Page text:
The end of a rivalry – as we know it

I grew up a basketball fan—a college basketball fan in particular. I never really got into the pro game. Why? It’s simple. What sets apart college basketball is the passion and atmosphere, especially that which exists in rivalries, the chief of which is North Carolina-Duke.

What if I told you that after this season, the Tar Heels and Blue Devils were no longer going to play each other in the regular season, at least for a while? You’d have a 93-year-old rivalry that probably wouldn’t go extinct but nonetheless would be heavily damaged.

Thankfully, that’s not happening. If you start removing rivalries from college basketball, the game will still survive, but there will always be a sort of magic missing.

Now what if I told you that a 65-year-old rivalry between two of college hockey’s most storied programs was coming to an end, at least in its present form?

That is happening.

This weekend marks the last two regular-season matchups between the University of North Dakota Fighting Sioux and the University of Minnesota Golden Gophers until the 2016-17 season at the earliest. After this season, North Dakota moves to the newly formed National Collegiate Hockey Conference while Minnesota moves to the newly formed hockey version of the Big Ten Conference.

So why can’t the rivals still play each other every season? Rachel Blount of the Star Tribune explains:

Teams play a maximum of 34 games, and the Gophers’ Big Ten schedule will account for 20 of those. They also will continue to host the Mariucci Classic and play eight games against in-state rivals Minnesota Duluth, Minnesota State Mankato, St. Cloud State and Bemidji State. That leaves four games against nonconference opponents per season.

[Minnesota head coach Don] Lucia said that school policy prohibited the Gophers from scheduling nonconference games against North Dakota as long as it kept its Fighting Sioux nickname in defiance of NCAA rules. While North Dakota continued that battle, he got the opportunity to lock in games against Notre Dame, Boston College and Northeastern in deals that leave no openings in the schedule until 2016-17.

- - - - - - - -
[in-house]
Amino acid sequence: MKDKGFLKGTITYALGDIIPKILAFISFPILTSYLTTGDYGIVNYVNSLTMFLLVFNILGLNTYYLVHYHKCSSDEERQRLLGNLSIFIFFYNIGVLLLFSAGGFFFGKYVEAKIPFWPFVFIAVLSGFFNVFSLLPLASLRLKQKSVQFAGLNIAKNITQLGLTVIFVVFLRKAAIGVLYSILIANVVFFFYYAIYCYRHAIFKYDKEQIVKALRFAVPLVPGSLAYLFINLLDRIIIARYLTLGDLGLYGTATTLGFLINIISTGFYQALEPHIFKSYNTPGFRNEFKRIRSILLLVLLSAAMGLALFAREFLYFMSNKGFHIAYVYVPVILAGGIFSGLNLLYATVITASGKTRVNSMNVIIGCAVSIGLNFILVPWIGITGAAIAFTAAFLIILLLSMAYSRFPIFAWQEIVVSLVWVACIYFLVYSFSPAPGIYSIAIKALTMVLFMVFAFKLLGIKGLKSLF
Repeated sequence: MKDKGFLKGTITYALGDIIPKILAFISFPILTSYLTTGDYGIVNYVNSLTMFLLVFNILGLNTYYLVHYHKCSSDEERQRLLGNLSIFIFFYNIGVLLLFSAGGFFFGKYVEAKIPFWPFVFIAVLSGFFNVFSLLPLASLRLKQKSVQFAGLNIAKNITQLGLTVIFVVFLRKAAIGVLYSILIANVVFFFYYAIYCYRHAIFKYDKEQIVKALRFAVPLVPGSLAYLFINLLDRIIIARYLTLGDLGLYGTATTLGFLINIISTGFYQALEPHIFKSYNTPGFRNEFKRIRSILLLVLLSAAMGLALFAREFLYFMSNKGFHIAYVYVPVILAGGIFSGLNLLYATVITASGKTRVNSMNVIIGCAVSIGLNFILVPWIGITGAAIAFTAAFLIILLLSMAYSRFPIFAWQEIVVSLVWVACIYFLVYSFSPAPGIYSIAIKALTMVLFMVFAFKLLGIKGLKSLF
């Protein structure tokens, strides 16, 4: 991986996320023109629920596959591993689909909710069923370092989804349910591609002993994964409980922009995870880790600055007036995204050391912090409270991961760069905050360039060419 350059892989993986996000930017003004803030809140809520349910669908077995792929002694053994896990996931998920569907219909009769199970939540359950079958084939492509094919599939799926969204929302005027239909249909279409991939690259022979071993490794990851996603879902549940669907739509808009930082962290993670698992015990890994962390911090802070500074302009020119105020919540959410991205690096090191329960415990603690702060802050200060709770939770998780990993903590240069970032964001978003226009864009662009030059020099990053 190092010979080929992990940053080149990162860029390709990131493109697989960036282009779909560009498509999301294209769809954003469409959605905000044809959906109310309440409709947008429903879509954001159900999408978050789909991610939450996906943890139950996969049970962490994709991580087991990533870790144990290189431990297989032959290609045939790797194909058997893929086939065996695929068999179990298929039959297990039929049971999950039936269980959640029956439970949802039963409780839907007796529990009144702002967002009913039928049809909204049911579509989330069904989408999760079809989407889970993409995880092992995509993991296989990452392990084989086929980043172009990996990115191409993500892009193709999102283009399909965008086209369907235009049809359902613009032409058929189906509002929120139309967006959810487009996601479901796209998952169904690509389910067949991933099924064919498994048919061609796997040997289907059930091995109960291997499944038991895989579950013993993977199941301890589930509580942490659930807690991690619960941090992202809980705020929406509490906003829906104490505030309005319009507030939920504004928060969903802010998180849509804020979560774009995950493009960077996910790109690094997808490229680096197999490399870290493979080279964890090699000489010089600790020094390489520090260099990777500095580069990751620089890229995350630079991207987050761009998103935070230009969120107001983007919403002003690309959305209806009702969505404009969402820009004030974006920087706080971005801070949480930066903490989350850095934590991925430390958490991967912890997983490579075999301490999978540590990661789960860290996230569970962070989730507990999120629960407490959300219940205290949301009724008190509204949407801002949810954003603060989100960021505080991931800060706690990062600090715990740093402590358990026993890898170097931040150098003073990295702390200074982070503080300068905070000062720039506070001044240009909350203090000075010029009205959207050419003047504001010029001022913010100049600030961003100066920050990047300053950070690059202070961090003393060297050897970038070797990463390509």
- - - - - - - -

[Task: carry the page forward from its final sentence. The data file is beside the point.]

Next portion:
Thus, when the final buzzer sounds on Saturday night, it marks the end of an era.

The 144-130-14 series record (in favor of the Gophers) says much about the closeness of the series but little about the memorable moments and bad blood between the teams.

I mean “bad blood” quite literally, at least when referring to last season. In a lack of respect to the sportsmanship tradition of the handshake line, North Dakota’s Ben Blood shoved Minnesota’s Kyle Rau. Now as a North Dakota fan, while not condoning Blood’s actions, I will say that he was provoked.

And let’s not forget the “timeout game” that also happened last season. His team trailing 3-0 with 5:53 remaining in the second period of the WCHA Final Five semifinal, North Dakota head coach Dave Hakstol called a timeout. What happened next was the stuff of legend: North Dakota rattled off six unanswered goals to win 6-3 and advance to the championship versus Denver. A reversal of fortune occurred just over a week later with the Gophers knocking the Sioux out of the national tournament with a 5-2 win.

Then there’s Gopher Blake Wheeler’s diving game-winning goal in the 2007 WCHA Final Five championship. But again, a reversal of fortune occurred just over a week later, when Chris Porter sent the Sioux to the Frozen Four with a game-winning wraparound goal.

They say all good things come to an end. Well, this classic college rivalry is one good thing that never should. When the two teams hit the ice tonight and tomorrow night, be sure to savor every second. The rivalry might never be the same again.

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